How to Pick the Best Professors in College

If you’re attending college, you’ll notice a certain amount of freedom granted in picking your classes. You actually get to set up your schedule on your own, and this means you have control of not only what you take, but of whom you take it with. This should make anyone who’s had a bad teacher smile because they probably understand better than anyone how important the quality of theteacher is in education. That said, if you’ve never chosen your professors before, you might need some guidance in how to make sure you’re doing the best job.

Avoid Being Superficial

Just because someone is attractive, that doesn’t make them a good teacher. If someone is funny, they’re not necessarily a good teacher. If someone holds classes exclusively in the afternoon five minutes away from your dorm, that doesn’t make them a good teacher. When picking a professor, these are not metrics you should use. You need to focus on whether or not they’re actually good at their job or you could be setting yourself up for disaster.

Audit Classes

If you have the ability to do so, a great way to see if a professor’s style is right for you is to audit one of their classes. This would involve you sitting in on a class or two without actually registering for it. It’s a great way to not only see if you like the professor but to also see what a particular class is like beyond the course description in your school’scatalog. Stop by the professor’s office hours and ask if she or he is cool with you dropping by.

Talk to Previous Students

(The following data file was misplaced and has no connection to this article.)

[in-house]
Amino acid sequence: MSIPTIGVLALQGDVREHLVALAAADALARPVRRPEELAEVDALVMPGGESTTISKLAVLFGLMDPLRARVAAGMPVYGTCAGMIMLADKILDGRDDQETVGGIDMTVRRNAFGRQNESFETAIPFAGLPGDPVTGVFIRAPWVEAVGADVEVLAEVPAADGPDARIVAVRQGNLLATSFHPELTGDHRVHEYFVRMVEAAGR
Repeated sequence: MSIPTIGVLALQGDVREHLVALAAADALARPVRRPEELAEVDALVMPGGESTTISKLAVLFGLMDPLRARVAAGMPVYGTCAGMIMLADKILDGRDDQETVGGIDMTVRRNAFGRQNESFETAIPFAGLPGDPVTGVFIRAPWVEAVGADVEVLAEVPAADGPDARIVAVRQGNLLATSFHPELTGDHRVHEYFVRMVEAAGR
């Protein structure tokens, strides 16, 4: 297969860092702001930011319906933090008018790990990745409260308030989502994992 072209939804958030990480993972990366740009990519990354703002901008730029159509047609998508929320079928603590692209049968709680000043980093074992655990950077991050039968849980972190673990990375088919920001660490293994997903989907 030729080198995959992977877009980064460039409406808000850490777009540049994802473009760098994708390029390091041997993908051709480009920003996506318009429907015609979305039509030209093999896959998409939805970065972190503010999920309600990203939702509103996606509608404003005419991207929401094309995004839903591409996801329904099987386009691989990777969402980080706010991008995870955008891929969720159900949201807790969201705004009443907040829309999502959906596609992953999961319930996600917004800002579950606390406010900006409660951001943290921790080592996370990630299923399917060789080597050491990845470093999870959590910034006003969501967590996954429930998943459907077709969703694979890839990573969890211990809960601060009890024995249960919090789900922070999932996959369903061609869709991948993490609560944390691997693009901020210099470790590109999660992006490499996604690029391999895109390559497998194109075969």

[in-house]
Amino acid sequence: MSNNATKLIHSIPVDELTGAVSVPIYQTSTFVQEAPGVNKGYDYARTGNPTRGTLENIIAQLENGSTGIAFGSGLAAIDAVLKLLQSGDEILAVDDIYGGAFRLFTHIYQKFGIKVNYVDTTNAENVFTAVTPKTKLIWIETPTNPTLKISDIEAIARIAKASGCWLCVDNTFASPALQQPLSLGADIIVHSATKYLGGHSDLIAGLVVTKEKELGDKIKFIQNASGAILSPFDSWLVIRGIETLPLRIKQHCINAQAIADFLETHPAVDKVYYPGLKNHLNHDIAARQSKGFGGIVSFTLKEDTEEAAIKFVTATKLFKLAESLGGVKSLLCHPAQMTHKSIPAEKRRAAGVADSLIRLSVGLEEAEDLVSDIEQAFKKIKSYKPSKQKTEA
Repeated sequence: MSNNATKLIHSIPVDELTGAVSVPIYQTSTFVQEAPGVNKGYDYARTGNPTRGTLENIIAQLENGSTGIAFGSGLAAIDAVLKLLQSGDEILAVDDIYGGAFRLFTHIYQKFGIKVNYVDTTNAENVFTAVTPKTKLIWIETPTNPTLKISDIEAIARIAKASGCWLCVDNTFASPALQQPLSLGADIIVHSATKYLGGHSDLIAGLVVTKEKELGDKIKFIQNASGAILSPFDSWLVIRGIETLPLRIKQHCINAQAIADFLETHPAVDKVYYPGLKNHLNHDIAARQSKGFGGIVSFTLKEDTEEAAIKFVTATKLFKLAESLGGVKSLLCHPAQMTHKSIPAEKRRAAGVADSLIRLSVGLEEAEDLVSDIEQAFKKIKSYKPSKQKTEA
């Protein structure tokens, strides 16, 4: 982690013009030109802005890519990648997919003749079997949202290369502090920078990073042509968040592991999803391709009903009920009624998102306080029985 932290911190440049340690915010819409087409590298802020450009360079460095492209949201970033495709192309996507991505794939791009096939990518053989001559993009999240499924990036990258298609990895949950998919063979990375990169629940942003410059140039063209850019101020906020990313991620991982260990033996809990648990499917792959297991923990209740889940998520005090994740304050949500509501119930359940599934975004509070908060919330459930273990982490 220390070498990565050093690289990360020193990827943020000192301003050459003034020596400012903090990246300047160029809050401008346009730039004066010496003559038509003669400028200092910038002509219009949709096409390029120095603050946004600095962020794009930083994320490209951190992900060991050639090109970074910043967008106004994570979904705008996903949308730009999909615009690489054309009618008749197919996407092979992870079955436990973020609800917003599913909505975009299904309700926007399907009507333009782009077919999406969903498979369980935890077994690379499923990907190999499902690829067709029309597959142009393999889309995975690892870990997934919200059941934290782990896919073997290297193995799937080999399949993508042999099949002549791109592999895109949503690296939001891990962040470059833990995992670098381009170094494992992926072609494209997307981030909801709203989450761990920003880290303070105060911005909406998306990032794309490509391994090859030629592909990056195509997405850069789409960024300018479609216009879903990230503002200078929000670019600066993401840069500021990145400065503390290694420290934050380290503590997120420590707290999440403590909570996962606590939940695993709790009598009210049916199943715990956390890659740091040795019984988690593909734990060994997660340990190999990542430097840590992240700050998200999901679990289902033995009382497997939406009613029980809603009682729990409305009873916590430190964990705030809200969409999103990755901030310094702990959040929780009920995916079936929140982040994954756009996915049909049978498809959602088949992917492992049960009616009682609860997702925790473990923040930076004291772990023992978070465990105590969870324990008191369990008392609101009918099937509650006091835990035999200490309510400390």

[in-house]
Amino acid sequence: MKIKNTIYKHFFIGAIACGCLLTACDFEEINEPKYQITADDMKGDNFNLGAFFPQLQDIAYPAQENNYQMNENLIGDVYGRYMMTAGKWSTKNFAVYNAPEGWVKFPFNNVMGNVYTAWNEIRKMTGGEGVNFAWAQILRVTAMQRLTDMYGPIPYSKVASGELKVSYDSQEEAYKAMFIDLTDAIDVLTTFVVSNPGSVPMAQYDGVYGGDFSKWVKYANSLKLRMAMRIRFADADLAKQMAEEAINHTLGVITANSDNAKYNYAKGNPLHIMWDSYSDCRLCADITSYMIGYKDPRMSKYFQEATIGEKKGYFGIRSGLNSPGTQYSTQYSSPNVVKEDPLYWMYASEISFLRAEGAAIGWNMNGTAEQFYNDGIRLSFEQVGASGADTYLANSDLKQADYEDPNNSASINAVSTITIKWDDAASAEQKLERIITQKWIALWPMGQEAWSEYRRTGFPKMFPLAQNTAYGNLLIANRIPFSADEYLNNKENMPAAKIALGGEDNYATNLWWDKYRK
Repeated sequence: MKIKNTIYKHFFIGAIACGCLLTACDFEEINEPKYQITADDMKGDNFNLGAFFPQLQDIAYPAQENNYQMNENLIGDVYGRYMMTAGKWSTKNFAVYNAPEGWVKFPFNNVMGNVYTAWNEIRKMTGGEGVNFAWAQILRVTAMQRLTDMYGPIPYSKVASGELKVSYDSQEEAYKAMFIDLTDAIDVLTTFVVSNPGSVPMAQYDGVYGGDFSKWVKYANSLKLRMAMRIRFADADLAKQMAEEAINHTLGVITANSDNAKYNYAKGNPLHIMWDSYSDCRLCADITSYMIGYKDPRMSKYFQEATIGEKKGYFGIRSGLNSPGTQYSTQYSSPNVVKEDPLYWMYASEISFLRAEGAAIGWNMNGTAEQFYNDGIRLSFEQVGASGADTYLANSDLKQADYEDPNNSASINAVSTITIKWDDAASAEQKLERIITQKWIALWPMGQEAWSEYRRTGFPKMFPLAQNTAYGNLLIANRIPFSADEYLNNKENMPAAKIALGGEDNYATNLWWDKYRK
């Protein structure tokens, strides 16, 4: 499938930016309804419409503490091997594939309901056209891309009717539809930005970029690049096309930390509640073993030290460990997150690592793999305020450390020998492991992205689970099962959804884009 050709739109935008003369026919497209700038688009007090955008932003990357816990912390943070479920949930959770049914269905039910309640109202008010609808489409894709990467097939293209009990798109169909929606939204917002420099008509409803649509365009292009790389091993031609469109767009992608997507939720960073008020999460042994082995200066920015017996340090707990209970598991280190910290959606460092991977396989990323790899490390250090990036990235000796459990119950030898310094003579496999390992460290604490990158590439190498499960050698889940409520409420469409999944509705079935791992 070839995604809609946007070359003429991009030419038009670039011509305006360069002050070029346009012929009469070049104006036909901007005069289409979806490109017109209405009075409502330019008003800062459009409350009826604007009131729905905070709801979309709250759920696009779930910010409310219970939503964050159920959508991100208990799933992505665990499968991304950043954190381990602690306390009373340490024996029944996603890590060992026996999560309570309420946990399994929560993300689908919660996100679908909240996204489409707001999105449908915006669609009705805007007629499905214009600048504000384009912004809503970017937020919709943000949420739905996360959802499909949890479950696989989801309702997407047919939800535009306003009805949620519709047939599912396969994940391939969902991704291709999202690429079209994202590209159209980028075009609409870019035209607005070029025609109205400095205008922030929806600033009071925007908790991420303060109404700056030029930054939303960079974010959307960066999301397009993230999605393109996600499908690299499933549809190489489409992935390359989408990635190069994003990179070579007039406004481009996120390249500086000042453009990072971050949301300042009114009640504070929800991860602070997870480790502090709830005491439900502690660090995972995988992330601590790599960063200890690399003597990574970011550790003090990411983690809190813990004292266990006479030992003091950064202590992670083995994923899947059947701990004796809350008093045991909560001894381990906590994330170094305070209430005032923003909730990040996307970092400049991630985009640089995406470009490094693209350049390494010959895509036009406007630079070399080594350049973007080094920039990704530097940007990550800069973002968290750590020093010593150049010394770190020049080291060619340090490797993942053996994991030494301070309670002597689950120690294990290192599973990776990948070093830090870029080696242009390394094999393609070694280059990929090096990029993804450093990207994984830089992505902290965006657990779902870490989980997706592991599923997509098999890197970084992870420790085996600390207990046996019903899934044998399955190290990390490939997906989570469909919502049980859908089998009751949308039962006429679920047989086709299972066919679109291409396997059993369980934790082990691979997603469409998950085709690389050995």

If you have friends who have experience with a certain professor, ask them their opinions. Think of it like a real-life Yelp. That said, it’s a double-edged sword. The opinions of others are often colored by their own expectations and experiences, both of which will be different than yours. Watch out for people who bad mouth a professor because they got a bad grade or because they thought the subject matter was boring. If you choose college professors based solely on the opinions of others, you’ll be setting yourself up for a bad college experience whether you’re at ACU or Harvard University.

Know Yourself

If you have a good idea of what you respond to in a teacher, this is probably the most important part of your professorial selection process. Knowing that you check out when someone is overly confrontational or that you don’t take grown-up class clowns seriously will be of immeasurable help to you when you’re trying to figure out who should be your teacher. If there are three composition teachers at Claremont College, but only one of them appears to take themselves seriously, you’ll know that person will be best for you.